1. Future Housing Demand: Problem or Opportunity
by Beth Humstone
2. Perspectives on Planning for Housing
by Wendy Grey, AICP
3. Housing: “One-Size-Fits-All” No Longer Works
by Edward McMahon
Read an excerpt from this article below. You can download the full article by using the link at the end of the excerpt.
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How many times has your commission heard, “But there’s no market for that development,” “People want a big home on one acre,” or “It’s more affordable to buy a house out in the country?” In the past it was commonly accepted that suburban or fringe housing on large lots was where most of the housing market was focused. But the recent housing foreclosure crisis, coupled with high unemployment and rising energy costs, has challenged old assumptions and dramatically altered the picture.
Now planners in communities across the country are increasingly hearing different demands for: more housing close to transit; walkable neighborhoods; and affordable, low-maintenance, energy-efficient homes. In this chaotic time, how do citizen and professional planners determine what people really want or need, and what to plan for?
It is essential that planners understand the market for housing in their community: what types (and price ranges) are needed, and in what locations. Planners must also consider economic trends and other factors that could impact future demand.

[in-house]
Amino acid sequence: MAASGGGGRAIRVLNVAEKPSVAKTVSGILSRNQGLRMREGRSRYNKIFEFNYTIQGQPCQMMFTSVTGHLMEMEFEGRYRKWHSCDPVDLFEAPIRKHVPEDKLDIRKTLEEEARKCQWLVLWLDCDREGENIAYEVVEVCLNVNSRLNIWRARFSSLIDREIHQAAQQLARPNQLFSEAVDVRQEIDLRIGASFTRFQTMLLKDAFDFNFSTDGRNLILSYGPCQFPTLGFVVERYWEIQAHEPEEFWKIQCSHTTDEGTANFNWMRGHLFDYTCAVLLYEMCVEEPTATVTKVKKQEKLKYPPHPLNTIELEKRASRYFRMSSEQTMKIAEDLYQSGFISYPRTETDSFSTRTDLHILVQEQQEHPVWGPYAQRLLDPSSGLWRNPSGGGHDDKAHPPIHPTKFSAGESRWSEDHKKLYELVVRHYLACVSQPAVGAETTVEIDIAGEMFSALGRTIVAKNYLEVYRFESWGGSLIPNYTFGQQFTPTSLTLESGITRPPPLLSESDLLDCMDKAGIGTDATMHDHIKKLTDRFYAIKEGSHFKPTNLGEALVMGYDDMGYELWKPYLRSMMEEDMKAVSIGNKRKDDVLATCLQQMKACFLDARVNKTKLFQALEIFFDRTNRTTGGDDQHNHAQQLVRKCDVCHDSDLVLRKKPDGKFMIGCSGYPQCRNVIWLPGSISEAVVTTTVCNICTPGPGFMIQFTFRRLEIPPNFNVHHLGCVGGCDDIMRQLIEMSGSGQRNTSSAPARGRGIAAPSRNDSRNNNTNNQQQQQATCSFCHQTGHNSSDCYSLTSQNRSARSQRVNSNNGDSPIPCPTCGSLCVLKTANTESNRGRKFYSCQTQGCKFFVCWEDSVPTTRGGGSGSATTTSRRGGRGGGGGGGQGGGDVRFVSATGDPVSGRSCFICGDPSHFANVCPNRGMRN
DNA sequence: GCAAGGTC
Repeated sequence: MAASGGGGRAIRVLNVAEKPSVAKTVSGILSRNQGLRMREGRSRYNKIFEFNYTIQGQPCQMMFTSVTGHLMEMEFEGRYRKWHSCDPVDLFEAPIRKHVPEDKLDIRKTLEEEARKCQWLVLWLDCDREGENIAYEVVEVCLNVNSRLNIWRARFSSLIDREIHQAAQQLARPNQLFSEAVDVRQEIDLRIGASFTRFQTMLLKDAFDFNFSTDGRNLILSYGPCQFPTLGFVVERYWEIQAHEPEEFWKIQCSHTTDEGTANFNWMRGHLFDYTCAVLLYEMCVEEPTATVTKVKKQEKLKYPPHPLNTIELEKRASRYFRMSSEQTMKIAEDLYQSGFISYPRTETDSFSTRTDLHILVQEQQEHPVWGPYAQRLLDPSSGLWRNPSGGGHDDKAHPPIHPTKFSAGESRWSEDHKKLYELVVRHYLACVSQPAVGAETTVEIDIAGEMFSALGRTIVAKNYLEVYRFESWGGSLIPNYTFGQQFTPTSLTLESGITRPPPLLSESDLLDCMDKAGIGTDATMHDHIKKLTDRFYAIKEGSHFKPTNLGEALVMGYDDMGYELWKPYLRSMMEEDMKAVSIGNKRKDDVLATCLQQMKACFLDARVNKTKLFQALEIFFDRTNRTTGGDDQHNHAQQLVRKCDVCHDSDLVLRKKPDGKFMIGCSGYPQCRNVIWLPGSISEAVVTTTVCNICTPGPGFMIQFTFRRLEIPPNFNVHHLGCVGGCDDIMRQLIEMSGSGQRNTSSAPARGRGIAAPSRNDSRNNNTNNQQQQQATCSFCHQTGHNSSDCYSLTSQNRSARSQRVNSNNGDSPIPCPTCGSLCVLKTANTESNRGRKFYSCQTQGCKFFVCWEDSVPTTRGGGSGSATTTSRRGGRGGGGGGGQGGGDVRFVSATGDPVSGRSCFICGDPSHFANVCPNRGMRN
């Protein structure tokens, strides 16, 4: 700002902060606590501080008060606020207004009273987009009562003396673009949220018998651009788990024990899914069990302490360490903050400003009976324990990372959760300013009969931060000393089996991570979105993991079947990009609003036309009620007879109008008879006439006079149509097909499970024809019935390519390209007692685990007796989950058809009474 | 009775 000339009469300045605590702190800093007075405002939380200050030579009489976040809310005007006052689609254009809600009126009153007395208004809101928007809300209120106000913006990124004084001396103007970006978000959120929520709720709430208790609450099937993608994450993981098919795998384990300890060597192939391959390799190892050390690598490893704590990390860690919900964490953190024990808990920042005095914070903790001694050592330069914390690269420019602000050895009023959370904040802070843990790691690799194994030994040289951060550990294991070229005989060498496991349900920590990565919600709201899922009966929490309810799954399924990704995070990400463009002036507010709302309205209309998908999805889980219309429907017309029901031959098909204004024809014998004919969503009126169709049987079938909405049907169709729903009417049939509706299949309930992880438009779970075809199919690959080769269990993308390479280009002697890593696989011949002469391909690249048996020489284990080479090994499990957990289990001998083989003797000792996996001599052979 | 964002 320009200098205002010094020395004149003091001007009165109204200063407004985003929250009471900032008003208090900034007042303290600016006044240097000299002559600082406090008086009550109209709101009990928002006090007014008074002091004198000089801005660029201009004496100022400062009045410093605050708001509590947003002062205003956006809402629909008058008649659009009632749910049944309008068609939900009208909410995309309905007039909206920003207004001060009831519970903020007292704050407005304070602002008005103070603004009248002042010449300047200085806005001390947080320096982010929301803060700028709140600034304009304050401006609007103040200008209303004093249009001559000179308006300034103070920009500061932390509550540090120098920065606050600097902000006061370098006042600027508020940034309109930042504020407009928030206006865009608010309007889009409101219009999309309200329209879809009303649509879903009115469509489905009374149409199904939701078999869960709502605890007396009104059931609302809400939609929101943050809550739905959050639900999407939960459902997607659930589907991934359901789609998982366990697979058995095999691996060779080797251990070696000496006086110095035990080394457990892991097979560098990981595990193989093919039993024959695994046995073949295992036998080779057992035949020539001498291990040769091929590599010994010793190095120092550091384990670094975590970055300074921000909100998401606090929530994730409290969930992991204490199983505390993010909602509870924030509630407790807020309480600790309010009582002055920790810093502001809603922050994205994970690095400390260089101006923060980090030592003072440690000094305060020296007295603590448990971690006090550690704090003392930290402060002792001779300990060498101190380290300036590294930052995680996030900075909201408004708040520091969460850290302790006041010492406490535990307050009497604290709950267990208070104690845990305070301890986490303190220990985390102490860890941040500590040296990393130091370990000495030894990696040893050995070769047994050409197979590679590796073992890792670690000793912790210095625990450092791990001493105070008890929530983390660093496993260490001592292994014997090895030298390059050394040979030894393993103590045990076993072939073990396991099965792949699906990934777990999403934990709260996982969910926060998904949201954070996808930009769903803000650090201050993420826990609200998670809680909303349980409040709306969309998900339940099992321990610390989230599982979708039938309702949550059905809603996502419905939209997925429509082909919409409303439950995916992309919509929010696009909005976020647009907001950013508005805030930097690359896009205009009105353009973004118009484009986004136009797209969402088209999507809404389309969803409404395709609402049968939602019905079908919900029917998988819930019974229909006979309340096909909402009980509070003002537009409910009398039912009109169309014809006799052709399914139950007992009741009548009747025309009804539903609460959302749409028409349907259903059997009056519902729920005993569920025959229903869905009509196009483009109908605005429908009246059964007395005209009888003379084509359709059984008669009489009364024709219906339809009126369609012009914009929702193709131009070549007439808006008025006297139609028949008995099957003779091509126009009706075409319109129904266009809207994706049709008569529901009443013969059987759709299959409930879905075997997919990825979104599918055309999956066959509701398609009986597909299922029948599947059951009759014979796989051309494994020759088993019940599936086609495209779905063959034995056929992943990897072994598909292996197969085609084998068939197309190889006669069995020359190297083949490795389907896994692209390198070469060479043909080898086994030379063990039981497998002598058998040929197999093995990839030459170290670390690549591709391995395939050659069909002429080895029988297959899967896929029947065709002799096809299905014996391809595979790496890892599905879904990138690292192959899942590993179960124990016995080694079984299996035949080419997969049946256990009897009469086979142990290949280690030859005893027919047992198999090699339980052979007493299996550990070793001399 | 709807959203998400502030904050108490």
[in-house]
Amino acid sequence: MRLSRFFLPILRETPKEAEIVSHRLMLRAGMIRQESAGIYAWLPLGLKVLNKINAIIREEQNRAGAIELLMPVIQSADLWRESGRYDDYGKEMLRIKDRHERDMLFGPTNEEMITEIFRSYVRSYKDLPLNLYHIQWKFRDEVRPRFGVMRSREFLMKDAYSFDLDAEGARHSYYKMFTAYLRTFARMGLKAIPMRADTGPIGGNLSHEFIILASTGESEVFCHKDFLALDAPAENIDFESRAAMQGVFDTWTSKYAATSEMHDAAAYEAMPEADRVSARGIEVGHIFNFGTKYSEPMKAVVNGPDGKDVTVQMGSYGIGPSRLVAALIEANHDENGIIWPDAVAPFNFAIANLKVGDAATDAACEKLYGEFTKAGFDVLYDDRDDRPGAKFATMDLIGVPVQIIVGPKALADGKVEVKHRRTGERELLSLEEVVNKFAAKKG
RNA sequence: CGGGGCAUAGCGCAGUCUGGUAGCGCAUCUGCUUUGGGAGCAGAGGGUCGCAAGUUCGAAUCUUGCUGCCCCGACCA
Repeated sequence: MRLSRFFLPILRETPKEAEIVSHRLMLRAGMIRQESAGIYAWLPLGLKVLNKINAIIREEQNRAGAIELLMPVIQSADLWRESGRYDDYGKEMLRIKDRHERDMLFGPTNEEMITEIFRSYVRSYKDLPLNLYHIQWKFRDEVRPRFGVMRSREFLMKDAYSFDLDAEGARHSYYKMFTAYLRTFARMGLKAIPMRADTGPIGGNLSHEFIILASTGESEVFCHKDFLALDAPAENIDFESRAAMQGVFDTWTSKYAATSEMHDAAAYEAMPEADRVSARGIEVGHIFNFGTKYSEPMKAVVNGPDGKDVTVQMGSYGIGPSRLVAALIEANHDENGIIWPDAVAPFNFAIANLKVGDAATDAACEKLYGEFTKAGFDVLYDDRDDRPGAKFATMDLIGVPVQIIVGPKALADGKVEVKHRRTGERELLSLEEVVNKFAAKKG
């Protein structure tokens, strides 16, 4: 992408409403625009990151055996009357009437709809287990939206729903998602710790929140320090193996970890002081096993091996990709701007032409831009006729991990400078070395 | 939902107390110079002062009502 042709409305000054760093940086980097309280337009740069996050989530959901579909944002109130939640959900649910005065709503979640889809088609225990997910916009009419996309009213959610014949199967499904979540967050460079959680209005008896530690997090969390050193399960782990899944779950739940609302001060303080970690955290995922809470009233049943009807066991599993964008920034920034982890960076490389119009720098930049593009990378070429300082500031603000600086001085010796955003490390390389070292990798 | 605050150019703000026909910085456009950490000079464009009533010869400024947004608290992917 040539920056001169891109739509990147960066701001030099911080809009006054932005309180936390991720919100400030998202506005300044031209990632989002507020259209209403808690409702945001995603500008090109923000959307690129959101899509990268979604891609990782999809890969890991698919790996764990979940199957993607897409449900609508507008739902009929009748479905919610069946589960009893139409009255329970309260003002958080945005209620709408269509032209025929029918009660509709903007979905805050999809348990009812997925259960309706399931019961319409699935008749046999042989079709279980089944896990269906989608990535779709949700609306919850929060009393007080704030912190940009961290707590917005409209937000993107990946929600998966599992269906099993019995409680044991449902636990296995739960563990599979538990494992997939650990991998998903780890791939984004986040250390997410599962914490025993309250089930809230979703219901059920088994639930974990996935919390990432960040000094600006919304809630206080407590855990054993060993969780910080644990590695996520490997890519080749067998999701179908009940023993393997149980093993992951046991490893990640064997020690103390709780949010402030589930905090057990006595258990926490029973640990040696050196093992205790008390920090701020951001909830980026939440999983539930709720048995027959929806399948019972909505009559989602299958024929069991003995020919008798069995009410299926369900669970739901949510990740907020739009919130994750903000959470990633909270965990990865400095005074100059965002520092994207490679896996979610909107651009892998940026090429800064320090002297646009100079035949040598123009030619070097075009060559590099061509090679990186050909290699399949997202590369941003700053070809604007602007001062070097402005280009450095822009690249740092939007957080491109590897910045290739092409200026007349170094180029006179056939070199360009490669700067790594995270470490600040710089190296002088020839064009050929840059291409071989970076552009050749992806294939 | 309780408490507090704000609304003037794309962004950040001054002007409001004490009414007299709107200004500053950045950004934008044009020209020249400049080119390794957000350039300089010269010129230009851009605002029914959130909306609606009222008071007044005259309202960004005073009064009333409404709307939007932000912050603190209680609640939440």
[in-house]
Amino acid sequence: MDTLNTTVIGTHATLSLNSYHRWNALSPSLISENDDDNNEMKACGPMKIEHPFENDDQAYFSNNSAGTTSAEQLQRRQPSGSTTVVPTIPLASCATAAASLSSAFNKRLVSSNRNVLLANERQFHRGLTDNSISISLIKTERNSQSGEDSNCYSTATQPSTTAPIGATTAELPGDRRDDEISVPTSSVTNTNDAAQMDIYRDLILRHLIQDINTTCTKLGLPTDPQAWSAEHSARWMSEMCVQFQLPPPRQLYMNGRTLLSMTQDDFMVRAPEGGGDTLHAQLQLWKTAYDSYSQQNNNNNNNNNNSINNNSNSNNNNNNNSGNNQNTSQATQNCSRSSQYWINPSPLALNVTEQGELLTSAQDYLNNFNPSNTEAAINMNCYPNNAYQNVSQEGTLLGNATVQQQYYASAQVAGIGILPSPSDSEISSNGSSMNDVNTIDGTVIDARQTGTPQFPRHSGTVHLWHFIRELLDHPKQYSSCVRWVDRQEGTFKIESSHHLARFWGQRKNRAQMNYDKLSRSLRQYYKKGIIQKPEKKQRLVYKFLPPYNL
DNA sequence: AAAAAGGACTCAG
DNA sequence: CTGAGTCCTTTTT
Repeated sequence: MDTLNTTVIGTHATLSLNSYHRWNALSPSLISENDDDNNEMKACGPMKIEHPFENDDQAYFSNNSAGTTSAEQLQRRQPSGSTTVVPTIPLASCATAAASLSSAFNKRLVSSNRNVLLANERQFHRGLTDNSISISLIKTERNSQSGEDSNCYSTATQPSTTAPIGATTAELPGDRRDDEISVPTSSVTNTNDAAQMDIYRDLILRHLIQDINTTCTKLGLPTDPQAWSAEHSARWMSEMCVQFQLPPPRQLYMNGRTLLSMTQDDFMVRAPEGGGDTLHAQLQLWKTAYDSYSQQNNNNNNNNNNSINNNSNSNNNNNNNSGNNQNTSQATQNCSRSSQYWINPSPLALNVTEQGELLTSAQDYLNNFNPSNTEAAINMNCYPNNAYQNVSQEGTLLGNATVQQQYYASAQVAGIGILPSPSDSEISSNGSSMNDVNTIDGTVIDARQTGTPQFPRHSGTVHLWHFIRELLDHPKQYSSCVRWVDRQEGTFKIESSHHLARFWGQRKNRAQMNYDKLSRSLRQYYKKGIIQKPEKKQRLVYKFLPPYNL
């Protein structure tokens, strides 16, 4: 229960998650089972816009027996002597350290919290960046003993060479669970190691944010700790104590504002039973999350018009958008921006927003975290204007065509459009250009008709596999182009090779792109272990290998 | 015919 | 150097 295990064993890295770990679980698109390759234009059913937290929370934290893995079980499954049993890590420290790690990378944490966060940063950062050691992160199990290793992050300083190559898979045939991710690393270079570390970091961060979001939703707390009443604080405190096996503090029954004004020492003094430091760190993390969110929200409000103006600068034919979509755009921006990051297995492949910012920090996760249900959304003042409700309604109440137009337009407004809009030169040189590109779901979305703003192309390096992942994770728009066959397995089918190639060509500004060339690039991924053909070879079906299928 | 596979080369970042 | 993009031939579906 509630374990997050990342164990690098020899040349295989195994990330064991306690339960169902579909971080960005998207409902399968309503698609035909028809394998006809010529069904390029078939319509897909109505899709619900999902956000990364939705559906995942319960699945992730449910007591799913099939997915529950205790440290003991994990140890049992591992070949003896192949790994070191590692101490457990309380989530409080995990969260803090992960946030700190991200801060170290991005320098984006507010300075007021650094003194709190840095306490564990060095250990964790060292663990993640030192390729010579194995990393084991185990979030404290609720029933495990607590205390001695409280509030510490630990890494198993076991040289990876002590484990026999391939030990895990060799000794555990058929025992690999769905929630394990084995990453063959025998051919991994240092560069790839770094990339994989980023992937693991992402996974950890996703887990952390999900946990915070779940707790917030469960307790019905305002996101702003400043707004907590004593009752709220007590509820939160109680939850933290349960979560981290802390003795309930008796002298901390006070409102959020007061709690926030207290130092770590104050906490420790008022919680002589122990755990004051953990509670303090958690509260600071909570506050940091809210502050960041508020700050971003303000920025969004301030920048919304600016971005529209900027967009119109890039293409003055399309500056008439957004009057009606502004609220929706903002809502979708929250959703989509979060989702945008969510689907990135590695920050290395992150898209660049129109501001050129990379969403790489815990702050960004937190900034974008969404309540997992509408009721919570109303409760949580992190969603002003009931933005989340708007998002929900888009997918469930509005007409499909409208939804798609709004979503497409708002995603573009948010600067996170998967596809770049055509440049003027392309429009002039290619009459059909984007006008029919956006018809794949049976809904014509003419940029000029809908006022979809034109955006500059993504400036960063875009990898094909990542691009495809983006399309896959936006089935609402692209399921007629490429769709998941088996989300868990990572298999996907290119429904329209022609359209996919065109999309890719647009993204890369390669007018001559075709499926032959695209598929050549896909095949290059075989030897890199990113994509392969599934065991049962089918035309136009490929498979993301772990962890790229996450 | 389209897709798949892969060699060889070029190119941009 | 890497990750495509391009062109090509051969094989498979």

Today’s demographic and economic conditions, along with consumer preferences, are converging to create a major shift in housing demand.
The time is ripe to plan for future needs. Economic forecasts suggest that there will not be much action on homebuilding for about two years. Many communities currently have excess housing stock that very likely will be filled before much new construction begins. So there is time to examine residential markets and how they are changing to avoid housing shortages, meet community needs and revitalize neighborhoods stricken by economic conditions.
Two national trends are clear: (1) decreasing household size, and (2) an aging population. Once planners focused their housing plans on providing for couples with children. Now these households are a minority. As Arthur C. Nelson, Director of the Metropolitan Research Center at the University of Utah, recently noted that: “Between 1950 and 2000, average household size decreased from 3.38 to 2.59 [and] will continue to fall to about 2.46 persons by 2030 … Single-person households will rival households with children and will be the fastest-growing market segment.” Moreover, as Nelson explains, “Baby boomers will turn 65 between 2011 and 2029.
Large homes in outlying locations may no longer be affordable or practical for retired people. According to a report published by the Urban Land Institute, “Some baby boomers will choose to downsize to an apartment or condominium after their children leave the ‘nest’… Multifamily housing allows seniors to remain in their neighborhoods through the different stages of their lives without the hassle of maintaining single-family housing.”
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